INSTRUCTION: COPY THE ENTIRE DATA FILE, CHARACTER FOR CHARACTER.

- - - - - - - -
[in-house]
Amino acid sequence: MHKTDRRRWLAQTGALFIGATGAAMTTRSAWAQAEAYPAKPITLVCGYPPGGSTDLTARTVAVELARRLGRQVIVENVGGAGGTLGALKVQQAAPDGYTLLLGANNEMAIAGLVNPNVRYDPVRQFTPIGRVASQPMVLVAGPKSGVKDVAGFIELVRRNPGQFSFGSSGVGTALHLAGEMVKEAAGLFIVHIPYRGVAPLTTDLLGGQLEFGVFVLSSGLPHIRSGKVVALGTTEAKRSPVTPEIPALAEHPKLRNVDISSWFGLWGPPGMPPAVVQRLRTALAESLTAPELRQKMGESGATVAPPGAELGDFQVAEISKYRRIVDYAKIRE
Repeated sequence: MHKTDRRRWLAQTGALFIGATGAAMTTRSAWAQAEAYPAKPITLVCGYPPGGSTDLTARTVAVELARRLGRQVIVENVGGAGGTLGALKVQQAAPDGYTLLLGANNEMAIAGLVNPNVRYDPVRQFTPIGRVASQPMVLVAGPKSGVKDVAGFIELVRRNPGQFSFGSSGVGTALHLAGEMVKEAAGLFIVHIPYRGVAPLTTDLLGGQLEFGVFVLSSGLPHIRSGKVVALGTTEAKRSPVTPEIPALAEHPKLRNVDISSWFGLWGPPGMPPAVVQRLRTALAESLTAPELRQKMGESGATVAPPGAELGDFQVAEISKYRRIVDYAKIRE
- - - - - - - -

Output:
[in-house]
Amino acid sequence: MHKTDRRRWLAQTGALFIGATGAAMTTRSAWAQAEAYPAKPITLVCGYPPGGSTDLTARTVAVELARRLGRQVIVENVGGAGGTLGALKVQQAAPDGYTLLLGANNEMAIAGLVNPNVRYDPVRQFTPIGRVASQPMVLVAGPKSGVKDVAGFIELVRRNPGQFSFGSSGVGTALHLAGEMVKEAAGLFIVHIPYRGVAPLTTDLLGGQLEFGVFVLSSGLPHIRSGKVVALGTTEAKRSPVTPEIPALAEHPKLRNVDISSWFGLWGPPGMPPAVVQRLRTALAESLTAPELRQKMGESGATVAPPGAELGDFQVAEISKYRRIVDYAKIRE
Repeated sequence: MHKTDRRRWLAQTGALFIGATGAAMTTRSAWAQAEAYPAKPITLVCGYPPGGSTDLTARTVAVELARRLGRQVIVENVGGAGGTLGALKVQQAAPDGYTLLLGANNEMAIAGLVNPNVRYDPVRQFTPIGRVASQPMVLVAGPKSGVKDVAGFIELVRRNPGQFSFGSSGVGTALHLAGEMVKEAAGLFIVHIPYRGVAPLTTDLLGGQLEFGVFVLSSGLPHIRSGKVVALGTTEAKRSPVTPEIPALAEHPKLRNVDISSWFGLWGPPGMPPAVVQRLRTALAESLTAPELRQKMGESGATVAPPGAELGDFQVAEISKYRRIVDYAKIRE